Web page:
Camaraderie’s is panoramic - both due to the imposing scale and also the way in which a clear one-point perspective is not imposed. The word panorama is used today as a metaphor for something big, or spectacular, but the term originates from a patented invention from 1787, "the all-embracing view" by the Scot Robert Barker. In 1793 the first panorama opened in London and with it ushered in a new epoch as the first visual mass media, a little less than half a century before the invention and diffusion of photography, and a full century before film. Through the 1800's panoramas opened in large cities all over the world, where people flocked to see pictures of distant cities, historic events or impressive church spaces. These consisted of gigantic painted canvasses mounted in a round building containing a special roof construction, with a canopy and a central platform, which meant that the spectators couldn't see the edge of the picture - thus it was a picture without a frame mounted in a building without windows, where the audience were able to obtain the latest overview of the images of the day. Here the spectator could experience the spectacular events that the newspapers wrote about, see a faraway city with a tourist gaze, and the perspective of the panorama was also - in a concrete sense - a mass perspective: unlike in the one-point perspective, there wasn't a fixed perspective with a gathered vanishing point, but a mass perspective with a lineal horizon, which the eye could wander along and long for. A mass perspective of the modern age where the spectator, in the form of an enterprising businessman or politician, was able to fill the space and move themselves around towards new horizons.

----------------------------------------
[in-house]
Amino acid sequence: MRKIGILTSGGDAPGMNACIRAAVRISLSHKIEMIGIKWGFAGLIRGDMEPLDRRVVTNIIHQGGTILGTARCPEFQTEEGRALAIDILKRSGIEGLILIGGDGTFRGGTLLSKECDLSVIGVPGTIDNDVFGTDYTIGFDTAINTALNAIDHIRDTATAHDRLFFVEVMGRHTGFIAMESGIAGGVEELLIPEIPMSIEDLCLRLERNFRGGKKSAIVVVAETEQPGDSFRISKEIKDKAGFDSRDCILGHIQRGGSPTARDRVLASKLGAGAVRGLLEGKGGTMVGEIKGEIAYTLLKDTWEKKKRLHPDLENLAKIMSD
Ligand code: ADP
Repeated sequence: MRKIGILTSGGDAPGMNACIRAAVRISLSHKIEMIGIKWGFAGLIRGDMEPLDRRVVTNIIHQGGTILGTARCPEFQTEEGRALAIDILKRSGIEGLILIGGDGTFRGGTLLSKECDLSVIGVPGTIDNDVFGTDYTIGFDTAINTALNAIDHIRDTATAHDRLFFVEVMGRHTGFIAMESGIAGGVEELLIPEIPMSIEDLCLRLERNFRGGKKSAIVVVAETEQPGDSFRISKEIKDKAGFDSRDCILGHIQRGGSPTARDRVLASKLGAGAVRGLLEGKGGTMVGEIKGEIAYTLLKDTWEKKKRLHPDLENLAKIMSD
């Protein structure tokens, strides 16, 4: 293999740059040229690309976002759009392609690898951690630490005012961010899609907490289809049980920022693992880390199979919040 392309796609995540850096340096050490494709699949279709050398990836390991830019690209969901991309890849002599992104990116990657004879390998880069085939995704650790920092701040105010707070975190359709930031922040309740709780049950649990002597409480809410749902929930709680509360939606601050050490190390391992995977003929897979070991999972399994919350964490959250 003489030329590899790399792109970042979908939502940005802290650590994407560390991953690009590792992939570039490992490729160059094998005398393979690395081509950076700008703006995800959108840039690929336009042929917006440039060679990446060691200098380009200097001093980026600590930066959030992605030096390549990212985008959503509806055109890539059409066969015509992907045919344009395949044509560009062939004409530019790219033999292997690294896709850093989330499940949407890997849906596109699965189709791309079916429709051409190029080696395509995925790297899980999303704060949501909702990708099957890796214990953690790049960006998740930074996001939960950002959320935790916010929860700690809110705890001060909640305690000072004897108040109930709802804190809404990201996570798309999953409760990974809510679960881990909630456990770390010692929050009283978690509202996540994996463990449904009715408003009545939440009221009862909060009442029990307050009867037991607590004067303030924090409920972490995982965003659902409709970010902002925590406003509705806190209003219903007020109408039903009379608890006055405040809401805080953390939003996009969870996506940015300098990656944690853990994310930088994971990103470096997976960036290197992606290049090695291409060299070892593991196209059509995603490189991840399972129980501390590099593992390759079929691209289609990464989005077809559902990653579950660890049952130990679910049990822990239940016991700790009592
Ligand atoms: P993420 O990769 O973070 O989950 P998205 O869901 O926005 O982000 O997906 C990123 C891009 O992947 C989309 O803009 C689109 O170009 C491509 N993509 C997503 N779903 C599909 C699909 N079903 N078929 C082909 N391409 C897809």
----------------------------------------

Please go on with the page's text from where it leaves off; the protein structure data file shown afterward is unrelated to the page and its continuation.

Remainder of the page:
In 1822 the scenographer and developer of the daguerreotype, Louis Jacques Mandé Daguerre, invented the diorama. The diorama used light and later sound effects to illustrate time and movement, and throughout the century kept the panorama format alive with numerous new inventions, patents and names for the three-dimensional viewing machines. The panorama's swan song was the Universal Exposition in Paris in 1900, where a palace was built on the Champs des Mars and a mareorama was installed, enabling spectators to board a swaying ship and regard the landscapes passing by, as if on a sea voyage. In the 20th century the panorama was quickly made obsolete by the cinema or ‘cosmorama as it was often called. In the panorama the picture was in itself a room with the painted canvas as walls - a picture construction we recently have experienced with Virtual Reality and the 3D or 4D cinemas of the amusement park, where the picture is made roomy and takes over our field of vision.